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If you or someone you love has mental illness, you're not alone

MENTAL ILLNESS IS COMMON

Lifetime risk of depression is about 1 in 3, meaning about 400,000 people in Western New York will experience it at some point.

About 1 in 5 adults in the U.S. – 43.8 million people – experiences mental illness in a given year.

Almost 1 in 25 adults in the U.S. – 10 million – experiences a serious mental illness in a given year that substantially interferes with or limits one or more major life activities.

Nearly one-half of those diagnosed with depression are also diagnosed with an anxiety disorder. Anxiety disorders are highly treatable, yet only about one-third of those suffering receive treatment.

Nearly 7 percent of American adults had at least one major depressive episode in the past year; nearly 1 in 5 American adults experienced an anxiety disorder such as post-traumatic stress disorder, obsessive-compulsive disorder and specific phobias.

Dan Lukasik, pictured above with his daughter, Iliana, 16, left, and wife, Kelsey, has addressed his depression. He reaches out to others through his website and tells his stories to various groups. “He really is remarkable. He’s helped so many people ... and helping others has been cathartic for him,” his wife said. (Photos by Sharon Cantillon/Buffalo News)

Dan Lukasik, pictured above with his daughter, Iliana, 16, left, and wife, Kelsey, has addressed his depression. He reaches out to others through his website and tells his stories to various groups. “He really is remarkable. He’s helped so many people ... and helping others has been cathartic for him,” his wife said. (Photos by Sharon Cantillon/Buffalo News)

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RELATED STORY: Buffalo lawyer brings depression out of the darkness

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Among the 20.2 million adults in the U.S. who experienced a substance abuse disorder, half – 10.2 million adults – had a co-occurring mental illness.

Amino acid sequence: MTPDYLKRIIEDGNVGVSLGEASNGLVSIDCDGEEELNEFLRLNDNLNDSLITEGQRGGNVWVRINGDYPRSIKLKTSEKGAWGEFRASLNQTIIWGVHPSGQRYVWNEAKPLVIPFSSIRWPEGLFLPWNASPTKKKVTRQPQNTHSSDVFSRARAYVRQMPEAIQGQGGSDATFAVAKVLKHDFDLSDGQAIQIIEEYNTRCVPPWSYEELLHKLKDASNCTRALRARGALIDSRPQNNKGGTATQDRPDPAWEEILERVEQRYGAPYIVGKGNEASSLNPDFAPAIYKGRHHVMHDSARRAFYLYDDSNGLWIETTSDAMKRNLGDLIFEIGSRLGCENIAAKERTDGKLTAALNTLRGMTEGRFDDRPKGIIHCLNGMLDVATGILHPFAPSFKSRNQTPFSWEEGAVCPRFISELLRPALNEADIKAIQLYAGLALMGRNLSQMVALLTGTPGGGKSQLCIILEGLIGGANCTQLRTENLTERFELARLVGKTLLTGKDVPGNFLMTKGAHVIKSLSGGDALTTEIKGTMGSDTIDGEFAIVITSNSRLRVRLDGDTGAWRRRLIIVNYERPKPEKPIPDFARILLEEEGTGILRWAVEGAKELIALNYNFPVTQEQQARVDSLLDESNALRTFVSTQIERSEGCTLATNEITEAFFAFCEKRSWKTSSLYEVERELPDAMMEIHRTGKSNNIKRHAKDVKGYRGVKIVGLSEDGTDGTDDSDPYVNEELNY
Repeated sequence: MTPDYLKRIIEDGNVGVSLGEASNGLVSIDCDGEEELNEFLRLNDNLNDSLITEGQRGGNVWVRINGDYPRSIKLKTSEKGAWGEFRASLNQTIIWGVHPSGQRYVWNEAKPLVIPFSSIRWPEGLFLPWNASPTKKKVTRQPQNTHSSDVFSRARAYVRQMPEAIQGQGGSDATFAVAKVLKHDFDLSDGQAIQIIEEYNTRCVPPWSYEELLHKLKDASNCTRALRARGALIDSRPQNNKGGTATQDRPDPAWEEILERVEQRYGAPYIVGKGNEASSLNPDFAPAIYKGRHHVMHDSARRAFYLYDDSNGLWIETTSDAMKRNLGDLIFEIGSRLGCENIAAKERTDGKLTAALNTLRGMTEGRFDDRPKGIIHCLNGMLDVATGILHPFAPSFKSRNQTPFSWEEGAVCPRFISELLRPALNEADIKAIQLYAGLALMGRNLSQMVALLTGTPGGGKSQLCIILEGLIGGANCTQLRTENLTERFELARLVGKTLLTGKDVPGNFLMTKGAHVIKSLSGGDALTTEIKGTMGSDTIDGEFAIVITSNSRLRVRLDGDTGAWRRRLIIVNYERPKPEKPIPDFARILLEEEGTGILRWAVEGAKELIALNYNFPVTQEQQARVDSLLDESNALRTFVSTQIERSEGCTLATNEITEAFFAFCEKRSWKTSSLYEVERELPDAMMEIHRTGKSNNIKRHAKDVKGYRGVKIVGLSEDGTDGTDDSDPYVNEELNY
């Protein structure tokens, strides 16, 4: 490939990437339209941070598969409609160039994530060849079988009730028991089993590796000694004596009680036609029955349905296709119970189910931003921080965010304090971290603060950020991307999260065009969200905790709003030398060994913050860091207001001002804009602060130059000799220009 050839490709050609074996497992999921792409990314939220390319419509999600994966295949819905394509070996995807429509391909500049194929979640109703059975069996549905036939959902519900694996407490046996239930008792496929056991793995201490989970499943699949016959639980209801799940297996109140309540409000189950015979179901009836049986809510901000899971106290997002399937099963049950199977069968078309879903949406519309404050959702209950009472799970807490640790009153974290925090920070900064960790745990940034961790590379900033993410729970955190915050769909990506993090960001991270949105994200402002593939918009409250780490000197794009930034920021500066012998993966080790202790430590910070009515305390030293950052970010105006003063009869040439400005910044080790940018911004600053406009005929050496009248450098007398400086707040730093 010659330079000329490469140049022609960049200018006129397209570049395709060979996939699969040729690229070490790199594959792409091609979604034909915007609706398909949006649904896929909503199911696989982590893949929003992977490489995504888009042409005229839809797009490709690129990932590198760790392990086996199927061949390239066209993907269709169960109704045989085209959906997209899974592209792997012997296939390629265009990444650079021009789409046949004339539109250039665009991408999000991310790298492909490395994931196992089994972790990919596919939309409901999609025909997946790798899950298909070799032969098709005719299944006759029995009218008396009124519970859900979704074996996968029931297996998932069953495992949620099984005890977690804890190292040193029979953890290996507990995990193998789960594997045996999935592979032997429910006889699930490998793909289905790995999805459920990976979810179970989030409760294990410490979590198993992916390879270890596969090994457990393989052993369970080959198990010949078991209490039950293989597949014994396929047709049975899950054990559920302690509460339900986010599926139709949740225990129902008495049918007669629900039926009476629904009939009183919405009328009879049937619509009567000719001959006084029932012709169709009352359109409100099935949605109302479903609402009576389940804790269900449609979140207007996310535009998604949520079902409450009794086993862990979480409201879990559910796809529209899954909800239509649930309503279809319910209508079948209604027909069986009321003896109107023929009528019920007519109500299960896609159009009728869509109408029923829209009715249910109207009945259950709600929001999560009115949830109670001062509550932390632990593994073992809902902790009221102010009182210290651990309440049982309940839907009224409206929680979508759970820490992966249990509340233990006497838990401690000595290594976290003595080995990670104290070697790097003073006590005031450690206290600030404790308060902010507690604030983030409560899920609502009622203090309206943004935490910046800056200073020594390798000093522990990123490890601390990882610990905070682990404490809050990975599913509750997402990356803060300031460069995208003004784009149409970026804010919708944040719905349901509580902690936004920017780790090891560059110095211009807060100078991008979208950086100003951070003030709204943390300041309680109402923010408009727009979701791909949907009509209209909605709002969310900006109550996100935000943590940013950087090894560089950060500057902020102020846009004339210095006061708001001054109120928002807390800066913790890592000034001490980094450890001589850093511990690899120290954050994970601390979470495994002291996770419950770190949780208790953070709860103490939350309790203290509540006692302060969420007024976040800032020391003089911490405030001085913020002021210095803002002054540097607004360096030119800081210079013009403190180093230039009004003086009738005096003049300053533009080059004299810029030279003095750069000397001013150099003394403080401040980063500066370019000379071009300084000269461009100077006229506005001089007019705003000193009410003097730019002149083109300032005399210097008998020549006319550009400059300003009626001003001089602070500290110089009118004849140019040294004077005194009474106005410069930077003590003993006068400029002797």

Half of all chronic mental illness begins by age 14; three-quarters by age 24. Despite treatment, there are long delays – sometimes decades – between the first appearance of symptoms and when people get help.

SOCIAL COSTS

Only 41 percent of adults in the U.S. with a mental health condition received mental health services in the past year. Among adults with a serious mental illness, 62.9 percent received mental health services in the past year.

An estimated 26 percent of homeless adults staying in shelters live with serious mental illness and an estimated 46 percent live with severe mental illness and/or substance abuse disorders.

Approximately 20 percent of state prisoners and 21 percent of local jail inmates have a recent history of a mental health condition.

Seventy percent of youth in juvenile justice systems have at least one mental health condition and at least 20 percent live with a serious mental illness.

LACK OF TREATMENT CONSEQUENCES

Serious mental illness costs America $193.2 billion in lost earnings per year.

Mood disorders, including major depression, dysthymic disorder and bipolar disorder, are the third most common cause of hospitalization in the U.S. for those ages 18 to 44.

Adults in the U.S. living with serious mental illness die on average 25 years earlier than others, largely due to treatable medical conditions.

Suicide is the 10th leading cause of death in the U.S., but the second leading cause of death for people ages 15 to 24.

More than 90 percent of children who die by suicide have a mental health condition.

Each day, an estimated 18 to 22 veterans die by suicide.

Sources: National Alliance on Mental Illness, Anxiety and Depression Association of America

RESOURCES

dan-website

Dan Lukasik's website, lawyerswithdepression.com, is a resource for all of those touched by depression.

The following agencies can help individuals and families address depression and other mental illness:

Mental Health Association of Erie County (eriemha.org; 886-1242)

Offers a variety of services, including support groups, to adults, children and families.

National Alliance on Mental Illness (naminys.org, namibuffalony.org; 716-226-6264)

Offers a variety of resources, family support groups and Homefront Program for veterans with mental health concerns.

New York State Office of Mental Health (omh.ny.gov, 1-800-597-8481)

Clearinghouse of mental health programs, services and providers across New York.

Substance Abuse and Mental Health Services Administration (samhsa.gov, 1-877-726-4727)

Federal agency designed to reduce the impact of substance abuse and mental illness provides educational resources and strategies for individuals and communities.

2-1-1 WNY (211wny.org, 211)

Connects callers 24/7 to health and human resources across the region.

Recovery International (recoveryinternational.org; 716-694-0104)

Hosts 10 support meetings in the region for adults who need help with depression, panic attacks, anxiety, PTSD, bipolar disorder or anger management.

Support for lawyers (lawyerswithdepression.com)

Dan Lukasik runs a depression support group for lawyers from 12:30 to 1:30 p.m. every Friday at the Erie County Bar Association, 438 Main St., near Court Street.

Suicide Prevention Lifeline (suicidepreventionlifeline.org; 1-800-273-8255)

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